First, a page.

The parables of the wheat and tares and the dragnet are not the only ones that discuss the second aspect of citizenship—that is, keeping it or remaining on the Vine. Here is the parable of the wedding feast.
“The kingdom of heaven may be compared to a king who gave a wedding feast for his son. And he sent out his slaves to call those who had been invited to the wedding feast, and they were unwilling to come. Again he sent out other slaves saying, ‘Tell those who have been invited, “Behold, I have prepared my dinner; my oxen and my fattened livestock are all butchered and everything is ready; come to the wedding feast.”‘ But they paid no attention and went their way, one to his own farm, another to his business, and the rest seized his slaves and mistreated them and killed them. But the king was enraged, and he sent his armies and destroyed those murderers and set their city on fire. Then he said to his slaves, ‘The wedding is ready, but those who were invited were not worthy. ‘Go therefore to the main highways, and as many as you find there, invite to the wedding feast.’ Those slaves went out into the streets and gathered together all they found, both evil and good; and the wedding hall was filled with dinner guests. But when the king came in to look over the dinner guests, he saw a man there who was not dressed in wedding clothes, and he said to him, ‘Friend, how did you come in here without wedding clothes?’ And the man was speechless. Then the king said to the servants, ‘Bind him hand and foot, and throw him into the outer darkness; in that place there will be weeping and gnashing of teeth.’ For many are called, but few are chosen.” (Matthew 22:2-14)
This passage illustrates three groups of people: the Jews who rejected the invitation and treated the messengers shamefully. They never made it to the wedding (into the Kingdom). Then we have the mass invitation (or “dragnet”) of both good and evil. The parable ends with singling out the dinner guest who did not have wedding clothes. The passage itself does not define what is meant by the wedding clothes; however, Scripture is not silent on the subject. In Jesus’ discourse to the church in Sardis, He says this:
‘I know your deeds, that you have a name that you are alive, but you are dead. Wake up, and strengthen the things that remain, which were about to die; for I have not found your deeds completed in the sight of My God. So remember what you have received and heard; and keep it, and repent. Therefore if you do not wake up, I will come like a thief, and you will not know at what hour I will come to you. But you have a few people in Sardis who have not soiled their garments; and they will walk with Me in white, for they are worthy. He who overcomes will thus be clothed in white garments; and I will not erase his name from the book of life, and I will confess his name before My Father and before His angels.’ (Revelation 3:1-5)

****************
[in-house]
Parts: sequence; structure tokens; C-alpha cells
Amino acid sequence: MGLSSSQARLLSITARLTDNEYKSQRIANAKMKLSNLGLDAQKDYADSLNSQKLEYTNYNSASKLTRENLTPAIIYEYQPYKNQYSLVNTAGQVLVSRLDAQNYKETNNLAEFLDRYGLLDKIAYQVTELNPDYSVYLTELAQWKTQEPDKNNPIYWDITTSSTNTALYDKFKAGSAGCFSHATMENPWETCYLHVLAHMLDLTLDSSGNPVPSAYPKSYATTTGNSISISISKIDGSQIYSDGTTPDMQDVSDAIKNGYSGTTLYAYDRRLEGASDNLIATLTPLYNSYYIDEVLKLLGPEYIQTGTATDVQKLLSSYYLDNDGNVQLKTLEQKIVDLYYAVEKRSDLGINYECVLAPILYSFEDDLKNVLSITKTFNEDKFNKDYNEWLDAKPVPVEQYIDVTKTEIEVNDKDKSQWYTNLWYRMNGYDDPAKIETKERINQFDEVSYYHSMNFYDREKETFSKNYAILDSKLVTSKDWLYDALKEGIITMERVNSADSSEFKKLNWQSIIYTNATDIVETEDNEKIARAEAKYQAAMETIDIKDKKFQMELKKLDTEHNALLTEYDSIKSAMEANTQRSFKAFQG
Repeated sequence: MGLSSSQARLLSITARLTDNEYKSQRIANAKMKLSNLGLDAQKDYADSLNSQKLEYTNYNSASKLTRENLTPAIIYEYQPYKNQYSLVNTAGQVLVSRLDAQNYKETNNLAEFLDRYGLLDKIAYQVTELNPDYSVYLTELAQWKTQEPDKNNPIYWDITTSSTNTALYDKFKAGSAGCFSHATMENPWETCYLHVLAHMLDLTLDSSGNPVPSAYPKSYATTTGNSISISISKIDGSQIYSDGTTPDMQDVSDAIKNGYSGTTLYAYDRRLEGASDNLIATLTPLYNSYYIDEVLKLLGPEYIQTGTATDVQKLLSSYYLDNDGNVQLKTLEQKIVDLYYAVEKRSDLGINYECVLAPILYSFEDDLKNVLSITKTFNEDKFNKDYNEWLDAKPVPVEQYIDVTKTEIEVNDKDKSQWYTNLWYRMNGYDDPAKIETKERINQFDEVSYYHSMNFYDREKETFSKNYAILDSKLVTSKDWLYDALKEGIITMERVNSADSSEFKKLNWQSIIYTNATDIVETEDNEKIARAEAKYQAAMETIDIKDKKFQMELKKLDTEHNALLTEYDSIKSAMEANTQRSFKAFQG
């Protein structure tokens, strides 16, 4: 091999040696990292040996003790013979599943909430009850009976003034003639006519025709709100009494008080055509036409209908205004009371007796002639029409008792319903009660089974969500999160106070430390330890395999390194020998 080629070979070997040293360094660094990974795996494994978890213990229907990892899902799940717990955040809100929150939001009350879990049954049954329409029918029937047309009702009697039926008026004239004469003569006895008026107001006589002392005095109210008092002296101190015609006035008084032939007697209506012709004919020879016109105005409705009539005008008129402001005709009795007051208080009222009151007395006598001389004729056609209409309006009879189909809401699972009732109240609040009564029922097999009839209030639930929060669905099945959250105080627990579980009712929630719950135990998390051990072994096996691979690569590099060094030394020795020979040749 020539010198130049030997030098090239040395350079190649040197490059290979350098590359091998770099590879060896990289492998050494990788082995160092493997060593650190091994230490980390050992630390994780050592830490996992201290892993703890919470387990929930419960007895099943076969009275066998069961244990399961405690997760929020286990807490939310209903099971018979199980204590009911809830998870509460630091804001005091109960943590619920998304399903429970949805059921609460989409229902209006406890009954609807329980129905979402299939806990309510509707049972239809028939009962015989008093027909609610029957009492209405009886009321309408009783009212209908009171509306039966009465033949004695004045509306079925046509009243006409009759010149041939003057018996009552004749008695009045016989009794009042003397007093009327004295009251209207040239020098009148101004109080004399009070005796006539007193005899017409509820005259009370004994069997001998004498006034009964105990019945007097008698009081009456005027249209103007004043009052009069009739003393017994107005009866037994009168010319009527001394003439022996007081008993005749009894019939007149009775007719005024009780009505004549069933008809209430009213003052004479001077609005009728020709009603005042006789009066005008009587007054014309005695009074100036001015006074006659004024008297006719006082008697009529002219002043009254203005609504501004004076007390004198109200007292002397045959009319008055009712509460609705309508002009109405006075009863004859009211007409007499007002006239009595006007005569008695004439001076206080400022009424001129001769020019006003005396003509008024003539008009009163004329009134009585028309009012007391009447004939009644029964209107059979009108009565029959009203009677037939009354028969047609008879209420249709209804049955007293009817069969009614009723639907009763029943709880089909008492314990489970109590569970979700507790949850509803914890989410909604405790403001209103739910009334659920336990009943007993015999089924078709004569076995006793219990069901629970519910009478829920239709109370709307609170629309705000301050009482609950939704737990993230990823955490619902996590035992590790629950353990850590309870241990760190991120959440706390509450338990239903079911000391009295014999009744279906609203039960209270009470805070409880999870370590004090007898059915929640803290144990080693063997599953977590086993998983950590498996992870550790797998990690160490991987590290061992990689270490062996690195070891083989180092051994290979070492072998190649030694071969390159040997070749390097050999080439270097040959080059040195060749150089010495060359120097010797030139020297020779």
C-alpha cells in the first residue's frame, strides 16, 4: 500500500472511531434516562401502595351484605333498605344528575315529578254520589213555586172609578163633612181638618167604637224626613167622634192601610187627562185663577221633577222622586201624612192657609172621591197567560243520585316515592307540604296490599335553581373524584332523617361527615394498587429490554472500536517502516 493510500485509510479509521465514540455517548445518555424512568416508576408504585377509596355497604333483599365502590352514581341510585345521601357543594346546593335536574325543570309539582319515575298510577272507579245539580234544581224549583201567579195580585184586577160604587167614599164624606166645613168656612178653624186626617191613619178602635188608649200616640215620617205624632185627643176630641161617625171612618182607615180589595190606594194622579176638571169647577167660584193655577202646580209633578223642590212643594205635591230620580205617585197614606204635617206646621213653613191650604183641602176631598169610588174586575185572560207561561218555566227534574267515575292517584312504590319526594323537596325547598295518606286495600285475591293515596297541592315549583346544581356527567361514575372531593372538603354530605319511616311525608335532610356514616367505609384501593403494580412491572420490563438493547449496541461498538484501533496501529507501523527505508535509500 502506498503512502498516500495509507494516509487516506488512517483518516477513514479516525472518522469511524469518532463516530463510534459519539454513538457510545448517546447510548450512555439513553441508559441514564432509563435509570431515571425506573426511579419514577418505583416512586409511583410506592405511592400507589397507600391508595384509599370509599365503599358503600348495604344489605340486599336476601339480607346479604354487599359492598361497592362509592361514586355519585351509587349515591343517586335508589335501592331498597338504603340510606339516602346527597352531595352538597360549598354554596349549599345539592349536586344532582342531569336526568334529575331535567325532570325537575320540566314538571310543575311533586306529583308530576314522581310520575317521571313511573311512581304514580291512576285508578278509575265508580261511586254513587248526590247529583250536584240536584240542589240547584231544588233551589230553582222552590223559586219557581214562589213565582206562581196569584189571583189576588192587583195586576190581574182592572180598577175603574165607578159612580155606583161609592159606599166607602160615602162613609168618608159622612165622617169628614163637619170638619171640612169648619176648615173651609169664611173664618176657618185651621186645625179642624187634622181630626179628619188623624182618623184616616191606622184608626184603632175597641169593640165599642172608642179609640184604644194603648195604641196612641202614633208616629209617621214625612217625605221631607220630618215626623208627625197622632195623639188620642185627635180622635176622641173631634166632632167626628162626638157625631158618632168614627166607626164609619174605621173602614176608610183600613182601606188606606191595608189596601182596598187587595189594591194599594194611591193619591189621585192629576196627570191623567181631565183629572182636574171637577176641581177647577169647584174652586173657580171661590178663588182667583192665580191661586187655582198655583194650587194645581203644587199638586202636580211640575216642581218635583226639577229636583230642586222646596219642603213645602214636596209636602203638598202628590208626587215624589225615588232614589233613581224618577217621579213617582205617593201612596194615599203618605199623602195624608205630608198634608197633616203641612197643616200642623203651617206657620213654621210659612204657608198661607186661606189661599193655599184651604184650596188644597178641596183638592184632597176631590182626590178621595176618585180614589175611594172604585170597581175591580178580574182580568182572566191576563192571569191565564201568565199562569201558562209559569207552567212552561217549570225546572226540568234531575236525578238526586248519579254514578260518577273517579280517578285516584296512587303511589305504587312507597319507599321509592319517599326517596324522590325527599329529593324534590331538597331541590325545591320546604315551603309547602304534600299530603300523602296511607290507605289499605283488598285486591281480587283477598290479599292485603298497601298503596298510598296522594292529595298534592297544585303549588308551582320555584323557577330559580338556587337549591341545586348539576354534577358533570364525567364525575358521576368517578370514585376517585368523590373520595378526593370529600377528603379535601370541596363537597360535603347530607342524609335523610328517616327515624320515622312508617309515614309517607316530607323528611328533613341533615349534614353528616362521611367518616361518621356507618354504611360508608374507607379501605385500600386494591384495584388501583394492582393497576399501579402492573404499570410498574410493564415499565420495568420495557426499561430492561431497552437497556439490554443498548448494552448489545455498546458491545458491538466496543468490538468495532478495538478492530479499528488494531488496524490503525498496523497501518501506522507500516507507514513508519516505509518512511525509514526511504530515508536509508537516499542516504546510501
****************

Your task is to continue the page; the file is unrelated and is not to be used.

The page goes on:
Here Jesus tells the church they have a name that they are alive, but are dead. Their deeds are incomplete, and as a result, their garments are soiled. If they do not repent, their names will be erased from the book of life. Only the worthy will walk with Him. So in this passage, we see people that have been grafted in to the Vine, but are at serious risk of being cut off (names erased from the book of life). They have gained their citizenship into the Kingdom of God, but may lose it without repentance.
Incomplete deeds results in soiled garments—Jesus’ words are clear. The garments are even more clearly defined elsewhere, in the context of the actual marriage supper no less. Scripture always defines Scripture.
“Let us rejoice and be glad and give the glory to Him, for the marriage of the Lamb has come and His bride has made herself ready. It was given to her to clothe herself in fine linen, bright and clean; for the fine linen is the righteous acts of the saints.” (Revelation 19:7-8)
Here we see that it was given to the bride (the church of Christ—that is, citizens of the Kingdom), to CLOTHE HERSELF. The bride has MADE HERSELF READY. Her citizenship, her grafting to the Vine is by God’s grace through faith—a result of the atonement of Christ. Yet the atonement does not stop there. Her keeping her citizenship, or remaining on the Vine is done by her, “given to her” by God to do. And what is the fine linen? Yes indeed, the righteous acts of the saints.
So how does this compare to the passages that state that salvation is entirely a work of God? Well, let’s read one of the most persuasive passages used to promote that position:
“For by grace you have been saved through faith; and that not of yourselves, it is the gift of God; not as a result of works, so that no one may boast. For we are His workmanship, created in Christ Jesus for good works, which God prepared beforehand so that we would walk in them.” (Ephesians 2:8-10)
Well, we are indeed saved by grace through faith, because it was Christ who willfully subjected Himself to the Father, was given into the hands of evil men, bled and died so that He could conquer death and set us free from the Law of Sin and Death. It was His blood that washed us clean. Getting on the Vine is only through Him, for He IS the Vine!
However, let’s not stop reading at verse 9. Verse 10 says we are His workmanship created in Christ to do good works. Our freedom from sin, the atonement of Christ, had an inherent objective. Remember the Gospel according to Jesus: repent and follow Him. We are to turn from evil and embrace good. We are to do what He saved us to do. And the Scriptures declare, if we fail to do so, we are at risk for losing our citizenship. Our citizenship in the Kingdom of God is dependent on our subjection to the King, and obedience to the King’s laws—that is, the commands of Christ.
– Marc Carrier